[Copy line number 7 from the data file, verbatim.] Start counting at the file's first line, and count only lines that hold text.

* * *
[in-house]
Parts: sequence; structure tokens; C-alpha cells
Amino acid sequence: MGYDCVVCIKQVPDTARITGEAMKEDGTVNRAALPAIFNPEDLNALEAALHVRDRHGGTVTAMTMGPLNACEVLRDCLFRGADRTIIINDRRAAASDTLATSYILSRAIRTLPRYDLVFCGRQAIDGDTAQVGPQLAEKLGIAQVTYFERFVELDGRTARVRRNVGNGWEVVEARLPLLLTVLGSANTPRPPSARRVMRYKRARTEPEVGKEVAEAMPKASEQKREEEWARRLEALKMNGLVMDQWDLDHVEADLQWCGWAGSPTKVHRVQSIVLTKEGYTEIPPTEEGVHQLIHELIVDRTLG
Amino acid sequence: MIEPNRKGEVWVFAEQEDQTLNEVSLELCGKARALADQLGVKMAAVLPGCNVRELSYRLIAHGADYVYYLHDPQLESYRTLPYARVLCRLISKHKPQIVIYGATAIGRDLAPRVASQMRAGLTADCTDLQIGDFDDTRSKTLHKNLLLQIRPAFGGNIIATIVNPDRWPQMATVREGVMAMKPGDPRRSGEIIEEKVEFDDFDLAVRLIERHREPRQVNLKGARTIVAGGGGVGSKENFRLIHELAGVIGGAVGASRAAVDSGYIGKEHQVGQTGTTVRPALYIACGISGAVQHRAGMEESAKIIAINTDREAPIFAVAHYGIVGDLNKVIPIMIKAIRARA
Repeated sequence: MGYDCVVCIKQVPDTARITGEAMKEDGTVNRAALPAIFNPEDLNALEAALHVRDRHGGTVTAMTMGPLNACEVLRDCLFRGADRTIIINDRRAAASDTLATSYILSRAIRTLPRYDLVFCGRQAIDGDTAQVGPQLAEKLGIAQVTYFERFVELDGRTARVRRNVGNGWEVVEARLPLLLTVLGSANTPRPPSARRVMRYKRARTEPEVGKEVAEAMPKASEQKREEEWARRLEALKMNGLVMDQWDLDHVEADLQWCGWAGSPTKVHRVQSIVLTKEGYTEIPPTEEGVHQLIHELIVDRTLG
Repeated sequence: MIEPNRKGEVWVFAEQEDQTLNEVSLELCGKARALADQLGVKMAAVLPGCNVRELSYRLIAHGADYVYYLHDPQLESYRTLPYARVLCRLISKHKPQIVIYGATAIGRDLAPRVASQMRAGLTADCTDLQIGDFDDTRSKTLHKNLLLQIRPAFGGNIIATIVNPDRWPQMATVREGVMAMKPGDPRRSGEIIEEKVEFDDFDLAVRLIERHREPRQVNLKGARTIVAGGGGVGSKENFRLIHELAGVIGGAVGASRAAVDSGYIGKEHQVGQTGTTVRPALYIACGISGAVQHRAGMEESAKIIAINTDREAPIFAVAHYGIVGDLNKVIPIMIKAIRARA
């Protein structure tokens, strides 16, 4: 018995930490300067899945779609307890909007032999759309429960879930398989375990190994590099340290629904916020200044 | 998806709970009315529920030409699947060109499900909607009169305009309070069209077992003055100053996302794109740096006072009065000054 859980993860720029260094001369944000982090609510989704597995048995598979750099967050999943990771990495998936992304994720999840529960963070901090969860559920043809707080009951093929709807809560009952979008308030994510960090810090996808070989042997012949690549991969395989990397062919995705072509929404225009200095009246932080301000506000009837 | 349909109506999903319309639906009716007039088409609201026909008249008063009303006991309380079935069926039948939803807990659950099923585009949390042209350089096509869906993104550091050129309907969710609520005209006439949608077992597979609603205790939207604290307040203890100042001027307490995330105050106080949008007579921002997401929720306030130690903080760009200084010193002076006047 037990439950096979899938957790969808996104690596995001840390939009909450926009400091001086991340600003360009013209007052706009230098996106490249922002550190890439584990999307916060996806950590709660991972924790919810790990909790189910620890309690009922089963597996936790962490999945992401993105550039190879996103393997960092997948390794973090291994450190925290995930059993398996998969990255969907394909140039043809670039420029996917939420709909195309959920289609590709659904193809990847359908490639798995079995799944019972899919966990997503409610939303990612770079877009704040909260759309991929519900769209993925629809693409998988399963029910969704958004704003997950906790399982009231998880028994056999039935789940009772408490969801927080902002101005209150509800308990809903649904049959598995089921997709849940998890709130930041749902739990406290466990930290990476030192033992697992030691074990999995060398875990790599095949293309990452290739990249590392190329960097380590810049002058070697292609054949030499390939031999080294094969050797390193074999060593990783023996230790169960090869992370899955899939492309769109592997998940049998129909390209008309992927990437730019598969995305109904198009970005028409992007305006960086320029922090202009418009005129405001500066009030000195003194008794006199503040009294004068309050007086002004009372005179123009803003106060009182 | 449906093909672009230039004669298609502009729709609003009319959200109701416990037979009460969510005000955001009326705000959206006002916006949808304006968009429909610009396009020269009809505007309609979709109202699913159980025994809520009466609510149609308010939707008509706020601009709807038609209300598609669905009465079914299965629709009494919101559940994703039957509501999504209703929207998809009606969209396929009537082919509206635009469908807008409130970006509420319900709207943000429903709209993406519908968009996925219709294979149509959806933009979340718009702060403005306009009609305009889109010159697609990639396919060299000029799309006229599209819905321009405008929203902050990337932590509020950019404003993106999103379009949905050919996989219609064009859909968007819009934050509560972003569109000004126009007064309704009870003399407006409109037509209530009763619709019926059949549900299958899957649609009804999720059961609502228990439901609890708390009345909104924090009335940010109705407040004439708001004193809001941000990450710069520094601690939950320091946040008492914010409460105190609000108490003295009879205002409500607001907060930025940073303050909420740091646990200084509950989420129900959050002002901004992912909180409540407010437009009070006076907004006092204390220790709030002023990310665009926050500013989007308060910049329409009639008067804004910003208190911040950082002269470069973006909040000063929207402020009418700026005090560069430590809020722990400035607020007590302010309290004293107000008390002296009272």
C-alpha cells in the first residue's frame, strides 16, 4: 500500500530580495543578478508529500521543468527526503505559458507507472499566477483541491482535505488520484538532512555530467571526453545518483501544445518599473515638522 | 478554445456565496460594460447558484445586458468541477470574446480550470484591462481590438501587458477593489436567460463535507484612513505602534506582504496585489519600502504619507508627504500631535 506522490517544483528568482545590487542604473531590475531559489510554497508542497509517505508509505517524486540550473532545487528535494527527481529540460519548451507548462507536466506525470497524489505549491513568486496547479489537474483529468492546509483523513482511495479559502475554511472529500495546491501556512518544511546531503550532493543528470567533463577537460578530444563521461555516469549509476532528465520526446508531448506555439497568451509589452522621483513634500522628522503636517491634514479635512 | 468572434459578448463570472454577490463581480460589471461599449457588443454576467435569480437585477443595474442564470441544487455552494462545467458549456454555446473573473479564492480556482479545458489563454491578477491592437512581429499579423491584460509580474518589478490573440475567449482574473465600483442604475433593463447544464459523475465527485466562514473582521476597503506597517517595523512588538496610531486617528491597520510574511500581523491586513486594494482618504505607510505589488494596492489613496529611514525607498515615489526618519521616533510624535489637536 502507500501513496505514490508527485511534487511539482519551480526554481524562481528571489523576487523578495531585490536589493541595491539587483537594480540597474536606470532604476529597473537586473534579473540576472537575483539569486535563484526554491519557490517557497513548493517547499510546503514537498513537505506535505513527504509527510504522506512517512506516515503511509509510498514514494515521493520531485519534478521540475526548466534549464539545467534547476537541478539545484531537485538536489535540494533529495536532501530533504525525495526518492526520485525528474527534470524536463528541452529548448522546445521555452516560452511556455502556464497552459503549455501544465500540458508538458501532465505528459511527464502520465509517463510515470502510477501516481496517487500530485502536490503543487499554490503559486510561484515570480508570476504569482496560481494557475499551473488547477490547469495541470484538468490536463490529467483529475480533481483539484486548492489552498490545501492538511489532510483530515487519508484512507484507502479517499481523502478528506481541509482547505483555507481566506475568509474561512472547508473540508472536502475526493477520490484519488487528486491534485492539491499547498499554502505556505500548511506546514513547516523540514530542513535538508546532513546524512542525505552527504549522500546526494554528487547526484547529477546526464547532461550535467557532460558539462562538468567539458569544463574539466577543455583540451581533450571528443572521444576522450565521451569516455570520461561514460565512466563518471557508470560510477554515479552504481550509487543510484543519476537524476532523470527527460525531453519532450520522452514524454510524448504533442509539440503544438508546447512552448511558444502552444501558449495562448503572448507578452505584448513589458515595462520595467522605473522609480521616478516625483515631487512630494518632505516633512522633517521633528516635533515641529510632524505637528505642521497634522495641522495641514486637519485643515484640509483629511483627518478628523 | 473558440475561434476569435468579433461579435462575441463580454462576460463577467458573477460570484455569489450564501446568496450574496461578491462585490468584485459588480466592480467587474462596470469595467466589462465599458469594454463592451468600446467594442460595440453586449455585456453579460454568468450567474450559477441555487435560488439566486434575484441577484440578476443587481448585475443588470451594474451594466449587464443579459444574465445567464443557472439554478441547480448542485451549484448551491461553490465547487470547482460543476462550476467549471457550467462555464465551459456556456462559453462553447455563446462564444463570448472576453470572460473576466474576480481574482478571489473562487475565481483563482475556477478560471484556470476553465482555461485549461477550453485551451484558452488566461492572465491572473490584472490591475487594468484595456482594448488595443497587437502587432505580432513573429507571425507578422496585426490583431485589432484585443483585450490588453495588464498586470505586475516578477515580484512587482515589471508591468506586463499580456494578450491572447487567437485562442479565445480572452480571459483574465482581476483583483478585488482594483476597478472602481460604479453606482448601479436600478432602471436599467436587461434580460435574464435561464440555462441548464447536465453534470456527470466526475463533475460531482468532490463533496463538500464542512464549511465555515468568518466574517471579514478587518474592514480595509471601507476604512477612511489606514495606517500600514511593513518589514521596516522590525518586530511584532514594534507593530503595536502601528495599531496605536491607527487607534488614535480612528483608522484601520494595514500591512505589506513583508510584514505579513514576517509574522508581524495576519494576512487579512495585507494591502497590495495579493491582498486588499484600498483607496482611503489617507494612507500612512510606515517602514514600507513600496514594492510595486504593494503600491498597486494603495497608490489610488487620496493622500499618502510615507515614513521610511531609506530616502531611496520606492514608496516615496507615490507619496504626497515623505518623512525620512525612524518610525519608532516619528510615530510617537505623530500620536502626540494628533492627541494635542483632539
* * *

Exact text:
């Protein structure tokens, strides 16, 4: 018995930490300067899945779609307890909007032999759309429960879930398989375990190994590099340290629904916020200044 | 998806709970009315529920030409699947060109499900909607009169305009309070069209077992003055100053996302794109740096006072009065000054 859980993860720029260094001369944000982090609510989704597995048995598979750099967050999943990771990495998936992304994720999840529960963070901090969860559920043809707080009951093929709807809560009952979008308030994510960090810090996808070989042997012949690549991969395989990397062919995705072509929404225009200095009246932080301000506000009837 | 349909109506999903319309639906009716007039088409609201026909008249008063009303006991309380079935069926039948939803807990659950099923585009949390042209350089096509869906993104550091050129309907969710609520005209006439949608077992597979609603205790939207604290307040203890100042001027307490995330105050106080949008007579921002997401929720306030130690903080760009200084010193002076006047 037990439950096979899938957790969808996104690596995001840390939009909450926009400091001086991340600003360009013209007052706009230098996106490249922002550190890439584990999307916060996806950590709660991972924790919810790990909790189910620890309690009922089963597996936790962490999945992401993105550039190879996103393997960092997948390794973090291994450190925290995930059993398996998969990255969907394909140039043809670039420029996917939420709909195309959920289609590709659904193809990847359908490639798995079995799944019972899919966990997503409610939303990612770079877009704040909260759309991929519900769209993925629809693409998988399963029910969704958004704003997950906790399982009231998880028994056999039935789940009772408490969801927080902002101005209150509800308990809903649904049959598995089921997709849940998890709130930041749902739990406290466990930290990476030192033992697992030691074990999995060398875990790599095949293309990452290739990249590392190329960097380590810049002058070697292609054949030499390939031999080294094969050797390193074999060593990783023996230790169960090869992370899955899939492309769109592997998940049998129909390209008309992927990437730019598969995305109904198009970005028409992007305006960086320029922090202009418009005129405001500066009030000195003194008794006199503040009294004068309050007086002004009372005179123009803003106060009182 | 449906093909672009230039004669298609502009729709609003009319959200109701416990037979009460969510005000955001009326705000959206006002916006949808304006968009429909610009396009020269009809505007309609979709109202699913159980025994809520009466609510149609308010939707008509706020601009709807038609209300598609669905009465079914299965629709009494919101559940994703039957509501999504209703929207998809009606969209396929009537082919509206635009469908807008409130970006509420319900709207943000429903709209993406519908968009996925219709294979149509959806933009979340718009702060403005306009009609305009889109010159697609990639396919060299000029799309006229599209819905321009405008929203902050990337932590509020950019404003993106999103379009949905050919996989219609064009859909968007819009934050509560972003569109000004126009007064309704009870003399407006409109037509209530009763619709019926059949549900299958899957649609009804999720059961609502228990439901609890708390009345909104924090009335940010109705407040004439708001004193809001941000990450710069520094601690939950320091946040008492914010409460105190609000108490003295009879205002409500607001907060930025940073303050909420740091646990200084509950989420129900959050002002901004992912909180409540407010437009009070006076907004006092204390220790709030002023990310665009926050500013989007308060910049329409009639008067804004910003208190911040950082002269470069973006909040000063929207402020009418700026005090560069430590809020722990400035607020007590302010309290004293107000008390002296009272």